The pepper sauce that Edmund McIlhenny created in 1868 on Avery Island is much the same TABASCO® Sauce that is produced today, on that very same site. The basic recipe, the process by which it’s made, and the ingredients remain virtually unchanged. And five generations of McIlhennys and employees have dedicated themselves to preserving its legacy.
Detail of the original recipe in Edmund McIlhenny’s handwriting.
The changing shades of a pepper plant on Avery Island, LA.
McIlhenny employees discuss the details of aging mash in the warehouse.
Salt cultivated from the salt mines that lie under Avery Island plays an integral part in the TABASCO®-making process.
“le petit bâton rouge”
Edmund McIlhenny was given seeds of Capsicum frutescens peppers that came from Mexico or Central America, and he first planted them on Avery Island, Louisiana, over 140 years ago. Today, just as then, when the peppers reach the perfect shade of deep red and are at their juiciest, they are carefully picked by hand. (Young peppers are green and then turn yellow, orange and, finally, deep red as they age.) When in doubt, pickers can gauge the color by comparing it to a small wooden dowel, “le petit bâton rouge,” painted the preferred hue of TABASCO® red.
In 1965, McIlhenny Company ran out of room on the Island and started growing additional peppers in Latin America. (All the seeds are still grown on Avery Island before being sent to Latin America, where they are planted and grow into peppers.) When those peppers are harvested, they’re shipped back to Avery Island for the next step in the process.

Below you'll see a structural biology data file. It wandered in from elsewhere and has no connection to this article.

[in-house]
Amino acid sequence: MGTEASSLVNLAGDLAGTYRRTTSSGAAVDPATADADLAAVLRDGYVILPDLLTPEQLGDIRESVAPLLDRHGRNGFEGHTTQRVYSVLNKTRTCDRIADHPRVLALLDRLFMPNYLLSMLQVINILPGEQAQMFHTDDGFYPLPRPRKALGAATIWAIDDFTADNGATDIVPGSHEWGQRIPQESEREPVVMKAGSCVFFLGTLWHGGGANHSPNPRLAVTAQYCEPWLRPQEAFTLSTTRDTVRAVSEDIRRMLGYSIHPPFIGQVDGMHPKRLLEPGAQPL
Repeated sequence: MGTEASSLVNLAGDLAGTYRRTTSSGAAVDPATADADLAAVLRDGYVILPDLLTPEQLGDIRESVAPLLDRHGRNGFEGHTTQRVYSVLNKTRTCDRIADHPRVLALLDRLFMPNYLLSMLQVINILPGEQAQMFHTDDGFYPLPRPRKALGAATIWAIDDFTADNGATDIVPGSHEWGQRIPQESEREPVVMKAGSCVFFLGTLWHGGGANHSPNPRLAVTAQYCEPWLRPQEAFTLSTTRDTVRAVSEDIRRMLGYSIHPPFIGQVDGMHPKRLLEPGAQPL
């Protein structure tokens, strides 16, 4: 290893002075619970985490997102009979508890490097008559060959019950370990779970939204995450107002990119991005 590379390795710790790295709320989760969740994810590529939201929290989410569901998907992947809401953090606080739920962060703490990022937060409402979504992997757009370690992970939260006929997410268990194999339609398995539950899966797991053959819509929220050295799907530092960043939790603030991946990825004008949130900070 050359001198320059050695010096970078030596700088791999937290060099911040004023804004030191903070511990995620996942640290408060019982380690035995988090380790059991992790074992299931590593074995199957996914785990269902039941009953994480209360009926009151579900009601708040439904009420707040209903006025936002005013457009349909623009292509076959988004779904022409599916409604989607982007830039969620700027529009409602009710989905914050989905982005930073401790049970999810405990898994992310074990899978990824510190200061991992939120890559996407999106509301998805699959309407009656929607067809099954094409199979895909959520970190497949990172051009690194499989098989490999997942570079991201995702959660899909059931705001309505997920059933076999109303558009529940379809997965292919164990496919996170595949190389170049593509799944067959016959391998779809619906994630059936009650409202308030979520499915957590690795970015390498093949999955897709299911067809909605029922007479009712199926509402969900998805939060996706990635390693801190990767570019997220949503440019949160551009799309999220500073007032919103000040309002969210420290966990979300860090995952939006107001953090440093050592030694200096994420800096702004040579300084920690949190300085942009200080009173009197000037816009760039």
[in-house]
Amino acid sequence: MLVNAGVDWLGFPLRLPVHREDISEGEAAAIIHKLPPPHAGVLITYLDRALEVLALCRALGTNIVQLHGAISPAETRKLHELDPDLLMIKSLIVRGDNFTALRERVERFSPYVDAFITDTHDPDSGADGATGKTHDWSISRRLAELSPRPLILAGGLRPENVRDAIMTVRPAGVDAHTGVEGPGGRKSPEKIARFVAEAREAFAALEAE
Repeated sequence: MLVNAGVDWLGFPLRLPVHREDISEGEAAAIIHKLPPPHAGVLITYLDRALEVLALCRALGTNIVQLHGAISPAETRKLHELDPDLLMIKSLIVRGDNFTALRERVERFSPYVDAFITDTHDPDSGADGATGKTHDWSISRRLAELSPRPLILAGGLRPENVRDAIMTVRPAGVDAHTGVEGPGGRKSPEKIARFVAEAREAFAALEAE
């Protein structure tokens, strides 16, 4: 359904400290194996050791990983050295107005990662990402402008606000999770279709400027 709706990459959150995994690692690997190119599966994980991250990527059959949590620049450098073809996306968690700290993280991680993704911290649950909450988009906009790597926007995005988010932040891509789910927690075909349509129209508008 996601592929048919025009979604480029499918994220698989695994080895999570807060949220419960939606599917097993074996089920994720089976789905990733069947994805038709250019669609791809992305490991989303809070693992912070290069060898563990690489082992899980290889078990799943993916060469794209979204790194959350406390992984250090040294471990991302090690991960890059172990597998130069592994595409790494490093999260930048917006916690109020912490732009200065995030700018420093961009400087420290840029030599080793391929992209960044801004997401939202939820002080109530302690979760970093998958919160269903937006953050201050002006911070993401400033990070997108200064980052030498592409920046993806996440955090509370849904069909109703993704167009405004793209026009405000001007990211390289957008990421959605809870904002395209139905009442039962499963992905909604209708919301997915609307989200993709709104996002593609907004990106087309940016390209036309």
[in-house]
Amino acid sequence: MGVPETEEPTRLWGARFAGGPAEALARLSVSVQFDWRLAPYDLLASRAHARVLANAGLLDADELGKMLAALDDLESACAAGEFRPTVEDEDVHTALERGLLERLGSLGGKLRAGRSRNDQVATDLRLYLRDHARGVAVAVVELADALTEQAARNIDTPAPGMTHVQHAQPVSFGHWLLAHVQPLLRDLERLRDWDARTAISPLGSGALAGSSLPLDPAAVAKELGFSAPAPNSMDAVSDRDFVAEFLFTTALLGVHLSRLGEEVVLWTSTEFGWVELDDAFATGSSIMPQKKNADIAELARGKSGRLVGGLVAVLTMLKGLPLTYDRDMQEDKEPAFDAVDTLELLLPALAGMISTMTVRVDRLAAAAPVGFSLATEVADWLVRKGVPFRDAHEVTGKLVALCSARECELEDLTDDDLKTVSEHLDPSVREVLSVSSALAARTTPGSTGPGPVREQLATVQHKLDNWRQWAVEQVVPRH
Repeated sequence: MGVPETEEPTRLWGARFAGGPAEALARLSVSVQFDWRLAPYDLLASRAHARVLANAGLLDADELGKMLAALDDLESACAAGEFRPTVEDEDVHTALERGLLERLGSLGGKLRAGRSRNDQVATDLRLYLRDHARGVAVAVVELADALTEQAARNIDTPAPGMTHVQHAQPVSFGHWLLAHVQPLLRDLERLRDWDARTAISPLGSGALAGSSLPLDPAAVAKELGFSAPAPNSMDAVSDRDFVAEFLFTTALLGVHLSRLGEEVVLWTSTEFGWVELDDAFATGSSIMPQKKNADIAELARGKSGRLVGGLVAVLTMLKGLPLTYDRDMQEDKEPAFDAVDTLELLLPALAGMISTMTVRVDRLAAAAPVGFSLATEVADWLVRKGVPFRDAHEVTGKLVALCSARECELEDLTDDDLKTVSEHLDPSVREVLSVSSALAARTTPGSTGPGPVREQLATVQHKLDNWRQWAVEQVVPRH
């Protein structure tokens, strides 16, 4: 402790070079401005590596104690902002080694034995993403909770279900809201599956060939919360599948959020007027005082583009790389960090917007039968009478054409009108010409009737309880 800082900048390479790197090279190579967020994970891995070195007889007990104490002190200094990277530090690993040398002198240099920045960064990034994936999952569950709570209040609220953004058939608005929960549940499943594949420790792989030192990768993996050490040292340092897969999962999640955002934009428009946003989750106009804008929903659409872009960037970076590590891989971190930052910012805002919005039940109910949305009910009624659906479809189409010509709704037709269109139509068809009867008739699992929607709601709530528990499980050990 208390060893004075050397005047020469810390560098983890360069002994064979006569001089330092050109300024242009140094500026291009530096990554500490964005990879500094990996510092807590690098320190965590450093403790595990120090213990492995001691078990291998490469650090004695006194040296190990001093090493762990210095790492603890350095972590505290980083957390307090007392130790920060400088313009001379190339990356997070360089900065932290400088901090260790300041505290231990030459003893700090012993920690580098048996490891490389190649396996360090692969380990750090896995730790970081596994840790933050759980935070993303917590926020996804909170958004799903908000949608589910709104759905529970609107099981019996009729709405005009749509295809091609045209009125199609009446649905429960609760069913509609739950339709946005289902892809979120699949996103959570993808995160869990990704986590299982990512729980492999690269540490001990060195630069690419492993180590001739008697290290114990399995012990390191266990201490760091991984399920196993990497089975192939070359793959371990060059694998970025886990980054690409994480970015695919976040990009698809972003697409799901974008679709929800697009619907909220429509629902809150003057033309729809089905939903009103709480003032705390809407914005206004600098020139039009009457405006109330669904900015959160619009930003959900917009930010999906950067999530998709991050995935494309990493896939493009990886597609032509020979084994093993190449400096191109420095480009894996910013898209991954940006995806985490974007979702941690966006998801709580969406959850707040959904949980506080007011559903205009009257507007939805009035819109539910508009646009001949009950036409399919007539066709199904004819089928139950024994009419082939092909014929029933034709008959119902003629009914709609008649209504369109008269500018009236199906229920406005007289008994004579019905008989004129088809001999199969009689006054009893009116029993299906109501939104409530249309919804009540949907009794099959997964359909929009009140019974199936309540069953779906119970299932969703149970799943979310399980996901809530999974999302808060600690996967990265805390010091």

Walter McIlhenny inspects a barrel of aged mash in the McIlhenny warehouse in 1967.
After the peppers are picked, they are mashed and then mixed with a small amount of Avery Island salt extracted from the salt mines that lie beneath the Island. The pepper mash is placed in white oak barrels, and the wooden tops of the barrels are then covered with more Avery Island salt, which acts as a natural barrier to protect the barrels’ contents. The mash is allowed to ferment and then age for up to three years in the McIlhenny warehouse.
The mash is inspected by a member of the McIlhenny family. When approved, the fully aged mash is then blended with high-quality distilled vinegar. Numerous stirrings and about four weeks later, the pepper skins, pulp and seeds are strained out using three different-sized screens. Then the “finished” sauce is bottled by modern methods, labeled in 22 languages and dialects, and prepared for shipment to over 165 countries and territories around the world.
Tony Simmons, McIlhenny Company CEO and fifth-generation McIlhenny family member, marks the best pepper plants for the next year’s seed crop.
The following year’s pepper crop is insured by the McIlhennys, who personally select the best plants in the field during harvest. The pepper seeds from those select plants are treated and dried for use the following year, and then they are stored both on the Island and in a local bank vault as a hedge against any disaster that might befall future crops.